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Near East Kingdoms

Ancient Syria


Bashan (Syria)

This was a small state which was based in the scrub country immediately east of the Golan Heights in modern Syria, to the south of Damascus and quite close to the city state of Geshur. Founded in about the fifteenth century BC by Ammonite and Canaanite settlers, it was subject to Amorite incursions during the fourteenth century, and it was they who turned it into a kingdom. While limited in its power, at times it controlled the Golan Heights themselves, and territory from Hermon to Gilead, north to south, and the River Jordan to Salcah, east to west. Following its conquest by the Israelites the city almost disappeared from historical records.

fl c.1330 BC


1300s BC


fl c.1135 - 1115 BC

Og the Amorite

The 'last Rephaim'.

1100s - 928 BC

Og, king of Bashan, is described in the Old Testament's Book of Deuteronomy as the last of the Rephaim in his land. His bed is four metres long and two metres wide. The Rephaim have been enforcedly sidelined for the previous seven hundred years by established states around them, so their disappearance is not surprising.

Bashan (the Bible's Basha) is conquered by the Israelite tribe of Menasseh when Og's forces are completely routed while attempting to push back the invaders. Og is also connected to the site of Rujm-al-Hiri in Sidon.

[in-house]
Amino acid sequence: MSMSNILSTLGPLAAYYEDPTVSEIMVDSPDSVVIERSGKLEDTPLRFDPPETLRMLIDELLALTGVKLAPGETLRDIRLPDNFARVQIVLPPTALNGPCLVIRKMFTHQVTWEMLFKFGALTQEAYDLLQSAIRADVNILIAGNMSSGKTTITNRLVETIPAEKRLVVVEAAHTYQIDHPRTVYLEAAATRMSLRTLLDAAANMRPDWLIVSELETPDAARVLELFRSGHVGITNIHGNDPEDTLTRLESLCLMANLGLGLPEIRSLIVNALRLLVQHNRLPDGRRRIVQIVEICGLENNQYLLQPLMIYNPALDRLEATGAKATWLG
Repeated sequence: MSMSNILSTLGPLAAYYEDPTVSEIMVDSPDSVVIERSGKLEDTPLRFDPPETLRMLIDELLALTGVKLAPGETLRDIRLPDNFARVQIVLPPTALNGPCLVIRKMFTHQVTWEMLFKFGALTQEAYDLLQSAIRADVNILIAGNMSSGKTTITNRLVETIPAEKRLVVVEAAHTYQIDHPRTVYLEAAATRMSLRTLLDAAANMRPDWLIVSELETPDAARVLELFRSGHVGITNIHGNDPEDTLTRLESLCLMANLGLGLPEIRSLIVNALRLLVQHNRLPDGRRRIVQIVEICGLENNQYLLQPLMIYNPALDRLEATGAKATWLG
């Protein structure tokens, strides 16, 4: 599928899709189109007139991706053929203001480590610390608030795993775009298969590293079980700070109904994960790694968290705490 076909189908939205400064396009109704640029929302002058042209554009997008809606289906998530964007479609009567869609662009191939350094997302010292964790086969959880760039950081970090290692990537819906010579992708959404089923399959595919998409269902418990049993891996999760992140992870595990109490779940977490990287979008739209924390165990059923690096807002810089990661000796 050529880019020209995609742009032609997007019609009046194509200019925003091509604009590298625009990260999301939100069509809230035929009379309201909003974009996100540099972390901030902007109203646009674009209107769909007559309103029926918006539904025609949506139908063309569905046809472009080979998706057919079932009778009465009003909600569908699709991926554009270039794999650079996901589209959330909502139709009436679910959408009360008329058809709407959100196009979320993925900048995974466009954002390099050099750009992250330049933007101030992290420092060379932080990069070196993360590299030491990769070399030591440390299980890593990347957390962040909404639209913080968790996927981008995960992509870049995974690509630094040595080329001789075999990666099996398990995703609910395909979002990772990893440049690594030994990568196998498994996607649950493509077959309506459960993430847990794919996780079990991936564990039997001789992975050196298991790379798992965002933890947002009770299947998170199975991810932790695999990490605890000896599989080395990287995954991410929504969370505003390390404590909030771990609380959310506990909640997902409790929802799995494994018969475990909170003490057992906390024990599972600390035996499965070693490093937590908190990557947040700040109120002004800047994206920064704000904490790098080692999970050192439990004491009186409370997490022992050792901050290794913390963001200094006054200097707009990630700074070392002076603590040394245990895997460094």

Rujm al-Hiri
The site at Rujm al-Hiri dates to 4000 BC, but it was re-used around 3000-2000 BC to house a tomb, legendarily belonging to King Og of Bashan (who actually lived about 1135 BC)

928 - 850 BC

Bashan is part of the kingdom of Samaria.

850 - 732 BC

Damas (Damascus) removes Bashan from Samarian control.

732 - 43 BC

The Assyrians capture and destroy Damas. Bashan is controlled by whomever has Damas until Rome occupies the area.


From around the sixth century BC, Achaemenid-controlled Bashan was divided into four districts: Gaulonitis (Jaulan), the most western of them; Auranitis (the Hauran); Argob or Trachonitis, now the Lejah - Argob had been one of Solomon's Israelite commissariat districts in the tenth century BC; and Batanaea (modern Ard-el-Bathanyeh), to the east of the Lejah.

Although Syria and the Levant were conquered by Rome in 63 BC, some areas were invaded and occupied by Parthians between 40-37 BC. When Roman control returned, a client kingdom was set up at Batanaea, sometimes under the supervision of Judea and answering directly to Rome for the rest of the time.

AD 6? - 34


King of Judea.

39? - 44

Agrippa I

King of Judea.

52 - c.100

Agrippa II

King of Judea. In Chalcis (52-53).


Direct rule by Rome follows.


The city falls under Israeli control once again.

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